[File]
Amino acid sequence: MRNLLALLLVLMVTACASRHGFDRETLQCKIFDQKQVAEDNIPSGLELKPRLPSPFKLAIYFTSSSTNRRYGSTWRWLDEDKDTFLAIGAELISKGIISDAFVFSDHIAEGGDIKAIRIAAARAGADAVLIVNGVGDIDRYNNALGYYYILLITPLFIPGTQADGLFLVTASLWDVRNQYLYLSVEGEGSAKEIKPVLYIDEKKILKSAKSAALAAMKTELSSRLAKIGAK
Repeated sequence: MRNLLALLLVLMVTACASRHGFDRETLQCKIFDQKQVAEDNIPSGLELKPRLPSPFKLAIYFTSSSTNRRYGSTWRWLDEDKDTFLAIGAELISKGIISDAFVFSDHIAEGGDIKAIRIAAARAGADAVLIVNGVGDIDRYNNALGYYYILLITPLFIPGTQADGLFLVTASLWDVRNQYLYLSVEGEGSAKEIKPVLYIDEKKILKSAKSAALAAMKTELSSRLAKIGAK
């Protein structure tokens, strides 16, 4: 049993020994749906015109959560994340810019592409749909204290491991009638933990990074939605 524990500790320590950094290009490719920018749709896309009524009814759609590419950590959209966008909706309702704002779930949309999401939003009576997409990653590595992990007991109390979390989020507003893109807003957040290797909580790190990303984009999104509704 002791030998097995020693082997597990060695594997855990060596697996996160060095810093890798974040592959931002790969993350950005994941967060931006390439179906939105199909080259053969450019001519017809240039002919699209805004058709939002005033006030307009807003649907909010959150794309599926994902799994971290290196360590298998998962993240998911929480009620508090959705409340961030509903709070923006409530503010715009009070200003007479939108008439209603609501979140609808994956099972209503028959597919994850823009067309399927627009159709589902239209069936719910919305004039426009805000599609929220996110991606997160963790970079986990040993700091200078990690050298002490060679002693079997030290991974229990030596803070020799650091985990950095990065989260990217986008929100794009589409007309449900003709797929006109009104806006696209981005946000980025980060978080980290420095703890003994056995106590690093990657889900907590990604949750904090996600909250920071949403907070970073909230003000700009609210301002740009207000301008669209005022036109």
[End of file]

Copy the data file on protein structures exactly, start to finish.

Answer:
Amino acid sequence: MRNLLALLLVLMVTACASRHGFDRETLQCKIFDQKQVAEDNIPSGLELKPRLPSPFKLAIYFTSSSTNRRYGSTWRWLDEDKDTFLAIGAELISKGIISDAFVFSDHIAEGGDIKAIRIAAARAGADAVLIVNGVGDIDRYNNALGYYYILLITPLFIPGTQADGLFLVTASLWDVRNQYLYLSVEGEGSAKEIKPVLYIDEKKILKSAKSAALAAMKTELSSRLAKIGAK
Repeated sequence: MRNLLALLLVLMVTACASRHGFDRETLQCKIFDQKQVAEDNIPSGLELKPRLPSPFKLAIYFTSSSTNRRYGSTWRWLDEDKDTFLAIGAELISKGIISDAFVFSDHIAEGGDIKAIRIAAARAGADAVLIVNGVGDIDRYNNALGYYYILLITPLFIPGTQADGLFLVTASLWDVRNQYLYLSVEGEGSAKEIKPVLYIDEKKILKSAKSAALAAMKTELSSRLAKIGAK
């Protein structure tokens, strides 16, 4: 049993020994749906015109959560994340810019592409749909204290491991009638933990990074939605 524990500790320590950094290009490719920018749709896309009524009814759609590419950590959209966008909706309702704002779930949309999401939003009576997409990653590595992990007991109390979390989020507003893109807003957040290797909580790190990303984009999104509704 002791030998097995020693082997597990060695594997855990060596697996996160060095810093890798974040592959931002790969993350950005994941967060931006390439179906939105199909080259053969450019001519017809240039002919699209805004058709939002005033006030307009807003649907909010959150794309599926994902799994971290290196360590298998998962993240998911929480009620508090959705409340961030509903709070923006409530503010715009009070200003007479939108008439209603609501979140609808994956099972209503028959597919994850823009067309399927627009159709589902239209069936719910919305004039426009805000599609929220996110991606997160963790970079986990040993700091200078990690050298002490060679002693079997030290991974229990030596803070020799650091985990950095990065989260990217986008929100794009589409007309449900003709797929006109009104806006696209981005946000980025980060978080980290420095703890003994056995106590690093990657889900907590990604949750904090996600909250920071949403907070970073909230003000700009609210301002740009207000301008669209005022036109």